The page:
Wood, steel, concrete … Mother Nature can bring em all down

April C. Murelio

Associate Editor

Whether made of wood, light-duty steel, concrete, fiberglass or composite materials like resins and glass, all utility poles and towers can bend, break and bob when Mother Nature kicks up her heels.

Utilities generally assign wood poles a useful life of 30 years, and alternative pole manufacturers tout a useful life of 80 years or more for their products. But a high wind, lightning bolt, tree limb or ice and snow can bring them down in seconds.

– In February, tornadoes ripped through central Florida, bringing down a 69 kV line in Kissimmee when a 100-foot spun concrete transmission pole-stress tested to withstand 250 mph winds-twisted and snapped.

– Niagara Mohawk, which serves about 1.5 million customers across 24,000 square miles of upstate New York, reported steel towers folding like card houses during an ice storm earlier this year.

– During an April 1997 blizzard, now referred to as “the big one”, North Dakota`s Cass County Electric and Minnkota Power Cooperative saw the wind twist metal towers like paper clips and 2,000 wood poles succumb to ice and snow.

– And as John Howarth, engineering manager for Tillamook People`s Utility District in Oregon, said about watching high water carry away 25 poles in a single swoosh, “If you have a flood, it probably doesn`t matter what kind of pole you`re using-it`s coming down.”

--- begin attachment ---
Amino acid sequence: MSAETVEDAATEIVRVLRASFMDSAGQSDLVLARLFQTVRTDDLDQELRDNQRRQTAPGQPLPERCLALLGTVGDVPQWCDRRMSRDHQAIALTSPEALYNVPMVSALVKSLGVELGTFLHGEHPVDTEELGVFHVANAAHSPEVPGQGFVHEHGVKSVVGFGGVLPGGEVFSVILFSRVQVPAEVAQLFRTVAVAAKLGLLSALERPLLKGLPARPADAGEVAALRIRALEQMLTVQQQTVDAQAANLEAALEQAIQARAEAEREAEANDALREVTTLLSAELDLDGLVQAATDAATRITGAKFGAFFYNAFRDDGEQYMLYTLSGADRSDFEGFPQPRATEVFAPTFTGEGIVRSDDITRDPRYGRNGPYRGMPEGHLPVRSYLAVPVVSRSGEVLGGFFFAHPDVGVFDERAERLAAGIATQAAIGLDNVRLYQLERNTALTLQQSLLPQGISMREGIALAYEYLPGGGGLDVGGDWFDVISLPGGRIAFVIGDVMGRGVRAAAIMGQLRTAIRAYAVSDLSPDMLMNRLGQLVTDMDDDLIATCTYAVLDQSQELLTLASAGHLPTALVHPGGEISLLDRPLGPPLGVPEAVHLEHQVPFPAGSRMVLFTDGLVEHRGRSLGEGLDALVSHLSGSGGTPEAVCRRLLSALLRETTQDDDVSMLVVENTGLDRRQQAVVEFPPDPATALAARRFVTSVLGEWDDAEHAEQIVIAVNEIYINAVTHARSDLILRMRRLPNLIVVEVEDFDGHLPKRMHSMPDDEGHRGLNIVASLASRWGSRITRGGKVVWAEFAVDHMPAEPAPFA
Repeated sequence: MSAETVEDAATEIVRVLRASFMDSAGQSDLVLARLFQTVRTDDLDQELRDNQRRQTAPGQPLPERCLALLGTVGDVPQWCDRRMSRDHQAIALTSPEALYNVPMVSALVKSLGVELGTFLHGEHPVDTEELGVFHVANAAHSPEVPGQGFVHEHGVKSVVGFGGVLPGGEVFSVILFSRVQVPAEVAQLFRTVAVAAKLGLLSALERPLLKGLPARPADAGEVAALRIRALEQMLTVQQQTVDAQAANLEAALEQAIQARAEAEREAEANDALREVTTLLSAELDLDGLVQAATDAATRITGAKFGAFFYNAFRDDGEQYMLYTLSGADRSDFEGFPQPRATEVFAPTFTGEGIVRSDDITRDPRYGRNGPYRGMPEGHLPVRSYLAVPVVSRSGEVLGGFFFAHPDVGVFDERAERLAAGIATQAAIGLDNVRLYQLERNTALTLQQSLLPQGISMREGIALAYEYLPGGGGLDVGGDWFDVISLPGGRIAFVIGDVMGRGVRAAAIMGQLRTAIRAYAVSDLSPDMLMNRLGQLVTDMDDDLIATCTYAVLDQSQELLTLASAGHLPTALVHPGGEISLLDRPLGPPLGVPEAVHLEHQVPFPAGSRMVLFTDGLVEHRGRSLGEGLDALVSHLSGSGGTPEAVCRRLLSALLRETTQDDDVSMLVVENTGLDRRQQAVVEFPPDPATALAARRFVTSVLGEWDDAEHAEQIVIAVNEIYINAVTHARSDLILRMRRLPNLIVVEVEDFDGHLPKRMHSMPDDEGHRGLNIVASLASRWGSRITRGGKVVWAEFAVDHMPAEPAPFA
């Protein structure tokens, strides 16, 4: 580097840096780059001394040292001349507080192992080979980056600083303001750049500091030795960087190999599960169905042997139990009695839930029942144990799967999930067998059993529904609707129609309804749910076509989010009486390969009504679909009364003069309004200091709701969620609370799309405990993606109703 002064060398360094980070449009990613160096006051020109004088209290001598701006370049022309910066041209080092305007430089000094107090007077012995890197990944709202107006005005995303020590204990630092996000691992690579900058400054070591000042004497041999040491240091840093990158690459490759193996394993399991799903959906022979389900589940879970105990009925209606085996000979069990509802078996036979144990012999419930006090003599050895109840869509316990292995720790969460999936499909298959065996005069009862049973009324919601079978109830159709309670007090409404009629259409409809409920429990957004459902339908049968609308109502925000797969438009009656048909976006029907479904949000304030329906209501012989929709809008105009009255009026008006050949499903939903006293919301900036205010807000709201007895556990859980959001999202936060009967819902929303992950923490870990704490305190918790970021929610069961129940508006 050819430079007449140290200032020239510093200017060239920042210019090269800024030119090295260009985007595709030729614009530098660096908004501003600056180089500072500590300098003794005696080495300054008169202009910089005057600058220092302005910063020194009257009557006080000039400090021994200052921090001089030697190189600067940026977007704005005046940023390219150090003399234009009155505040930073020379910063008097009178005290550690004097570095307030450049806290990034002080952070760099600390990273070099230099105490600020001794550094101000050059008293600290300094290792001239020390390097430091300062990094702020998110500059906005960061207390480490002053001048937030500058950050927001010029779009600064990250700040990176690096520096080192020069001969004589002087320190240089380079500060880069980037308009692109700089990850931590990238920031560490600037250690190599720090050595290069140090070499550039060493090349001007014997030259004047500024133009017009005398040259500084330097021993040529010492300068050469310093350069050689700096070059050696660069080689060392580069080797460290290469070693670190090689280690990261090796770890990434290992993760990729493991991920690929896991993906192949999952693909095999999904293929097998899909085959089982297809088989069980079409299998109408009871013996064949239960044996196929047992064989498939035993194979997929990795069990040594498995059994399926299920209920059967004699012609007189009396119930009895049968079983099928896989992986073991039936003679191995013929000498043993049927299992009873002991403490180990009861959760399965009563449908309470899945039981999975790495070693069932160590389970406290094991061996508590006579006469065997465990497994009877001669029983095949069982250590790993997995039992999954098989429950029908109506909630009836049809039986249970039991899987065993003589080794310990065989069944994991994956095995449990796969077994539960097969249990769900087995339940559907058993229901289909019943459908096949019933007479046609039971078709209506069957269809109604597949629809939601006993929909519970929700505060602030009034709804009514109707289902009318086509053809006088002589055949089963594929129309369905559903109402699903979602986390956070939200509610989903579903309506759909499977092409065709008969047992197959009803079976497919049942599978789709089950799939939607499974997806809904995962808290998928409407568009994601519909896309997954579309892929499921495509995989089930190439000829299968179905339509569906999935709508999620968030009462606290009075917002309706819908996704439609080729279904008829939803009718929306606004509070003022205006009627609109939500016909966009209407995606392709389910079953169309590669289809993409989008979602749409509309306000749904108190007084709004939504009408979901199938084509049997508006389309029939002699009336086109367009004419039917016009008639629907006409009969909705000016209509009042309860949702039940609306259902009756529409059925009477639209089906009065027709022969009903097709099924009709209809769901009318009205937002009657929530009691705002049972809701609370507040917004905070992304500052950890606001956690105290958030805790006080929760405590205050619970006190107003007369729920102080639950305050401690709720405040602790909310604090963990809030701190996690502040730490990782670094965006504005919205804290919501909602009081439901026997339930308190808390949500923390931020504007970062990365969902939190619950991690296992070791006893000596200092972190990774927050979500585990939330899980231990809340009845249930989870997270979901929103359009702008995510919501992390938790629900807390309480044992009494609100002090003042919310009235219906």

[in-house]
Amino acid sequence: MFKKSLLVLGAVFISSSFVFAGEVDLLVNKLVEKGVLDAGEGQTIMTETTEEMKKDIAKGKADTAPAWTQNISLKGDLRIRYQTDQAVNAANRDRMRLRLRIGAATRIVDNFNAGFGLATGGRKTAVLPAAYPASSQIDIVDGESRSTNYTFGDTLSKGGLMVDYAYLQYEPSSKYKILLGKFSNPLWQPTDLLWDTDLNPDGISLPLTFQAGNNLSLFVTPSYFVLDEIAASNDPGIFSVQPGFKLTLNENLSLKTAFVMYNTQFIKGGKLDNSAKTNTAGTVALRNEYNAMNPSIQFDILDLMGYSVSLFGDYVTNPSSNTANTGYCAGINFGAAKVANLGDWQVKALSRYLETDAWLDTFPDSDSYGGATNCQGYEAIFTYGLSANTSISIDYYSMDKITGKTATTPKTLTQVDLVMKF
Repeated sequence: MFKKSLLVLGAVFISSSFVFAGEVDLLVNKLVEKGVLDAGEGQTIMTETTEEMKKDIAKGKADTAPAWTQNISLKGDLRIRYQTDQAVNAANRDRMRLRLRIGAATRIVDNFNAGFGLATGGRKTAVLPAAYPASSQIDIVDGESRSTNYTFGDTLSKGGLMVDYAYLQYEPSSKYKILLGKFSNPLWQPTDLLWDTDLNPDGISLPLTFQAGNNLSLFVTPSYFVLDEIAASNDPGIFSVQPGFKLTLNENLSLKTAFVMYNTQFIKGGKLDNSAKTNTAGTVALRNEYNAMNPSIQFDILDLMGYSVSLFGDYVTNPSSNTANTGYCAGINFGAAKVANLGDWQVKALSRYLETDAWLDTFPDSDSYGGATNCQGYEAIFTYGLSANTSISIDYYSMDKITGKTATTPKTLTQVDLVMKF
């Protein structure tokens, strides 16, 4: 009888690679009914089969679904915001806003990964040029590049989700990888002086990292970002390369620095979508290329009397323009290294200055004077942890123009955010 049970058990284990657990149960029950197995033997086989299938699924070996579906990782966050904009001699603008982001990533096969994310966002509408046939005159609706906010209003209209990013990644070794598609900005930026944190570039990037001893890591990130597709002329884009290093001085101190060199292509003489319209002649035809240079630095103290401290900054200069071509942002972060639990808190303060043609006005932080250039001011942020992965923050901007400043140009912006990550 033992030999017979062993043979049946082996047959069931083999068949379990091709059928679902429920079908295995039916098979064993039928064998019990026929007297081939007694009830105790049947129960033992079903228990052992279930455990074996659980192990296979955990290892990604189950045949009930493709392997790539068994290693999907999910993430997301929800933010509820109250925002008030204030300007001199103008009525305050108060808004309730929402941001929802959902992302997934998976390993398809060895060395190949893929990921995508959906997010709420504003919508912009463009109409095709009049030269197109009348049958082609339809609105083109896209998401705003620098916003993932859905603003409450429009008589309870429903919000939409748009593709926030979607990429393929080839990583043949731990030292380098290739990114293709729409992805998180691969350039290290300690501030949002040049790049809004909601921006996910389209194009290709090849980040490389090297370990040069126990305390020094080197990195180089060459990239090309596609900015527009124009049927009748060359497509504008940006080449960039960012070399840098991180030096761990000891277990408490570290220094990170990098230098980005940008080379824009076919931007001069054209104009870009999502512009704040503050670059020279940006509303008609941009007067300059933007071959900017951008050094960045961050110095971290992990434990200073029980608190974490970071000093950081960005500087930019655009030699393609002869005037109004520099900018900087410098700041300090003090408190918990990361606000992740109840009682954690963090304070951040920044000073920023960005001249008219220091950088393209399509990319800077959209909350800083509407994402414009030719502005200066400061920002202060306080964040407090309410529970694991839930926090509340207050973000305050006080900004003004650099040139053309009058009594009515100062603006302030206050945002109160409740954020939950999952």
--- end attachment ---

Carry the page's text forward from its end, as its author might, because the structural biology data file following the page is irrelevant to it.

According to those who put the pieces back together after these disasters, facing the forces of nature and retaining some semblance of infrastructure requires an openness to innovation.

Traditions wane

No dependable numbers exist, but wood poles still appear to be the most widely used. In many ways, wood poles are like a favorite recliner-it may not be the prettiest piece of furniture in the house, but it is familiar.

And according to a study by Engineering Data Management Inc. (EDMI) of Fort Collins, Colo., they remain a cost-effective choice for most overhead line applications when compared to steel, fiberglass or concrete.

Still, traditional materials are increasingly challenged, with steel pole usage growing in the North and West and concrete poles appearing more frequently now in the Southeast and Southwest.

Design habits also have changed, with utilities switching from horizontal, all-wood H-frames to vertical, self-supporting steel poles or wood/steel structures that take up less room in rights- of-way.

Environmental and aesthetic concerns drive much of this move from tradition. Wood poles, treated with chemicals like creosote and pentachloro- phenol, face tough scrutiny. A Southwest utility deliberately installed concrete poles in one area because of a customer`s allergies to pole chemicals. Fiberglass poles, considered more pleasing to the eye, are an attractive option when lines must travel through a customer`s property.